In addition to the funding commitment, Pennsylvania has expanded eligibility for LIHEAP to Pennsylvanians earning up to $44,443 for a family of four - an increase from 150 percent of the federal poverty level to approximately 210 percent of the poverty level. Rendell has said that with the new eligibility guidelines "80,000 more state citizens will be eligible for a LIHEAP grant - 30,000 more Pennsylvanians will be able to receive crisis grants when they are in danger of losing their heat, meaning a total of 450,000 families are now eligible for LIHEAP grants."

A household of one person may be eligible for the LIHEAP grant if their income does not exceed $23,110.

In addition to expanding eligibility, the amount of the LIHEAP grants will increase from a minimum of $100 to $300. The maximum grant will rise from $300 to $800.

If a person is eligible for LIHEAP, a payment will be sent directly to the utility or fuel dealer and the payment will be credited to the person's bill.

To apply for the grants, applicants will need the names and dates of birth of people in the household, the Social Security numbers for all household members, proof of income for household members and a copy of a recent heating bill.

LIHEAP will begin on November 3, 2008, and interested parties may either call or visit the Fulton County Assistance Office located on Fulton Drive in McConnellsburg, The telephone number is 1-800-222-8563. Applications will also be available online effective November 3, 2008, at www.compass.state.pa.us.You may be eligible for other energy assistance

programs for low-income households in addition to the LIHEAP

program. Visit the Pennsylvania Public Utility Commission for information on energy programs available for low-income households. You may also visit the $1 Energy Fund at www.dollarenergy.org or contact your utility company for information on programs that may help you pay your utility bill.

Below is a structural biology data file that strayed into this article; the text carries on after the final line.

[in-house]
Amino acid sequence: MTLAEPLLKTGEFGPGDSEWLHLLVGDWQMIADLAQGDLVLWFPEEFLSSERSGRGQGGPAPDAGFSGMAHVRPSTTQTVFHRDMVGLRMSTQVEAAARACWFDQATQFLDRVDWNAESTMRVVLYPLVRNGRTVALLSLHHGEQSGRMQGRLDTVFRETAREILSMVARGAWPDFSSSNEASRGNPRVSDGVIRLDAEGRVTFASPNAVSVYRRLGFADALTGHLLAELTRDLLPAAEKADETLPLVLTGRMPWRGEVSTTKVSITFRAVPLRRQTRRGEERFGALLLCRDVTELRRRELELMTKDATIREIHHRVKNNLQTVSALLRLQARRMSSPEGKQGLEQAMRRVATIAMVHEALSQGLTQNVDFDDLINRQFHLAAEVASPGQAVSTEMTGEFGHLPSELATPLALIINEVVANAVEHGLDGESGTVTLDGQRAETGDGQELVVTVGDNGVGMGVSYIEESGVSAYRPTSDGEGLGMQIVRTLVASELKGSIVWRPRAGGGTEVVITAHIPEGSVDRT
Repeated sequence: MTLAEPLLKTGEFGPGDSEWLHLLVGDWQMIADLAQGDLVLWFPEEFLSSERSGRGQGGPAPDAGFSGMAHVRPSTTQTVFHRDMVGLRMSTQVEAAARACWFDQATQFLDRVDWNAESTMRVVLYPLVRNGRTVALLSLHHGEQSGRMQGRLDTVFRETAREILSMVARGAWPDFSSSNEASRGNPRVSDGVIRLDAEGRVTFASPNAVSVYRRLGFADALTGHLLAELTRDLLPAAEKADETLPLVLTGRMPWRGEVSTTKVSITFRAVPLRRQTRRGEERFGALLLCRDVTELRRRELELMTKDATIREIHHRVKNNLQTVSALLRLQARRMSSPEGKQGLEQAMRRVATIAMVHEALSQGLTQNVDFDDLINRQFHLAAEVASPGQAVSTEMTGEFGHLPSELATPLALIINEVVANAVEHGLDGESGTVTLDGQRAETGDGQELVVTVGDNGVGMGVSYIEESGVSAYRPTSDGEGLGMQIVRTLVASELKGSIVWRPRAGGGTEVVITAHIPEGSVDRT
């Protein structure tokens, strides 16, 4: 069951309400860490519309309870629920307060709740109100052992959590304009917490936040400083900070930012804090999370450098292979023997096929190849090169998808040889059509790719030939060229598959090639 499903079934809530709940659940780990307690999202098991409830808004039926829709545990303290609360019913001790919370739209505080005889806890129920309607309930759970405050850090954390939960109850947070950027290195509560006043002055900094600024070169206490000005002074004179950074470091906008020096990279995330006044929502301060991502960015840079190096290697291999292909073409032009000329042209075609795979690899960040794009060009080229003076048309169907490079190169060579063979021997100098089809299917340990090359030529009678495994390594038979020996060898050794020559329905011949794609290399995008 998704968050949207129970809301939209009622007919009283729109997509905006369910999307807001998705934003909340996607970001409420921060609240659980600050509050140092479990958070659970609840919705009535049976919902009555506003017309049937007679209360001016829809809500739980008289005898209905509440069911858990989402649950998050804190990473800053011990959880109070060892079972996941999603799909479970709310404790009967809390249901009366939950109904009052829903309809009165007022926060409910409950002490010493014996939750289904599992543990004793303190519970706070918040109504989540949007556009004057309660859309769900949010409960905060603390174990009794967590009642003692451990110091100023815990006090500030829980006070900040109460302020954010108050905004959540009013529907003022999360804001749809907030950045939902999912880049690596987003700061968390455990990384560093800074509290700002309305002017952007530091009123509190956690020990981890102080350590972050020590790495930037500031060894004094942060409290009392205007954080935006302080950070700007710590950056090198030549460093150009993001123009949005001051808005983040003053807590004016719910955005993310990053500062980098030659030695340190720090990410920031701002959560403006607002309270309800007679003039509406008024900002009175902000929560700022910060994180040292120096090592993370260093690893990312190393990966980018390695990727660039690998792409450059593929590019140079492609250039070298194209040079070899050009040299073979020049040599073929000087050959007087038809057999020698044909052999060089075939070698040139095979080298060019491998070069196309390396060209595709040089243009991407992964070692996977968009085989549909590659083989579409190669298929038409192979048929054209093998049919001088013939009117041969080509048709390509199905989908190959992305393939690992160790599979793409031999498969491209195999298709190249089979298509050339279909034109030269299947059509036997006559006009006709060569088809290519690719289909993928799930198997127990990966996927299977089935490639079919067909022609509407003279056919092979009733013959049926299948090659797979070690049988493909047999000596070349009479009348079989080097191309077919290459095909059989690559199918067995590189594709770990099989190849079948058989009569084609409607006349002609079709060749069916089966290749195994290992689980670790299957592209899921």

Sister Margie Monahan of the Fulton County Catholic Mission and Salvation Army reports that she has been inundated with requests for help with heating costs due to the weather turning colder prior to the start of LIHEAP. Her program has a limited amount of funds available to pay for utility costs and for rental assistance for families facing eviction. She may be contacted at the mission on South Third Street in McConnellsburg. Conservation efforts

In the meantime, Gov. Rendell has also launched a "Turn Down, Seal OFF, Save Up" campaign to help stretch heating budgets for the winter. The outreach campaign encourages residents to turn down their thermostats and seal off drafts in order to save as much as $740 in annual heating costs.

Pennsylvania Attorney General Tom Corbett has also offered some home heating oil tips that could save money. He urges citizens to:

• Contact at least three suppliers to determine the best price;

• Consider pre-purchase programs that offer protection against price increases by requiring a certain amount of fuel guaranteed at a certain price;

• Maintain your heating system by having it checked at least once a year and have filters changed regularly;

• Adjust thermostats to 65 degrees during the day and 55 degrees during sleep hours or when the house is unoccupied;

• Open drapes and blinds on the south side of your home during sunny days and close them at night and on cloudy days;

• Do not block registers and hot water radiators;

• Install storm doors and windows; and

• Have adequate insulation throughout your house and around your water heater.